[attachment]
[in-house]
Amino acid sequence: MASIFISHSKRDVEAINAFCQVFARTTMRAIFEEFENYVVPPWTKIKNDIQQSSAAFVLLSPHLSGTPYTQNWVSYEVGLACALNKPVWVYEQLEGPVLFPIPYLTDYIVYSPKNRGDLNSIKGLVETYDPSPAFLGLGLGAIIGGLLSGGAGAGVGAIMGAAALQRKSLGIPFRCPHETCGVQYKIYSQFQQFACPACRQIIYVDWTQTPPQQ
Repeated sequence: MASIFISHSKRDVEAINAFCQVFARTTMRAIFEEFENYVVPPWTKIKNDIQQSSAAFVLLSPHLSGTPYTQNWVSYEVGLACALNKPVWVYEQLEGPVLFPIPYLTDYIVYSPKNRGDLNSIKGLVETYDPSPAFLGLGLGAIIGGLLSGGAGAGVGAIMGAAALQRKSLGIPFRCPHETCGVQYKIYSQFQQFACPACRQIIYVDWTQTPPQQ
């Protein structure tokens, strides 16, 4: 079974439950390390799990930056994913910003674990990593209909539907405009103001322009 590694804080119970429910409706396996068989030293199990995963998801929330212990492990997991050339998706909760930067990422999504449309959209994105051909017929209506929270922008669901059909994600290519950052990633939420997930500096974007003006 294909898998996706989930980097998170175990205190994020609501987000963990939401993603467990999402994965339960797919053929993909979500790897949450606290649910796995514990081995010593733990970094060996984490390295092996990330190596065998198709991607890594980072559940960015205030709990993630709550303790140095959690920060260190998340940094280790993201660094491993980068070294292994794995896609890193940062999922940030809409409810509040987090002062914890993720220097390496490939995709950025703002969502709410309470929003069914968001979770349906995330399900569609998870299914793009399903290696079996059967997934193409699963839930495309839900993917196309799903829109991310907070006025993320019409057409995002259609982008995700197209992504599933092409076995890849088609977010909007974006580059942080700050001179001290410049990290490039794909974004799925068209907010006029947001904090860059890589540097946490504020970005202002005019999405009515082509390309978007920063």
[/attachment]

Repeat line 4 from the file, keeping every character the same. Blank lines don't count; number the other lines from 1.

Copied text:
């Protein structure tokens, strides 16, 4: 079974439950390390799990930056994913910003674990990593209909539907405009103001322009 590694804080119970429910409706396996068989030293199990995963998801929330212990492990997991050339998706909760930067990422999504449309959209994105051909017929209506929270922008669901059909994600290519950052990633939420997930500096974007003006 294909898998996706989930980097998170175990205190994020609501987000963990939401993603467990999402994965339960797919053929993909979500790897949450606290649910796995514990081995010593733990970094060996984490390295092996990330190596065998198709991607890594980072559940960015205030709990993630709550303790140095959690920060260190998340940094280790993201660094491993980068070294292994794995896609890193940062999922940030809409409810509040987090002062914890993720220097390496490939995709950025703002969502709410309470929003069914968001979770349906995330399900569609998870299914793009399903290696079996059967997934193409699963839930495309839900993917196309799903829109991310907070006025993320019409057409995002259609982008995700197209992504599933092409076995890849088609977010909007974006580059942080700050001179001290410049990290490039794909974004799925068209907010006029947001904090860059890589540097946490504020970005202002005019999405009515082509390309978007920063």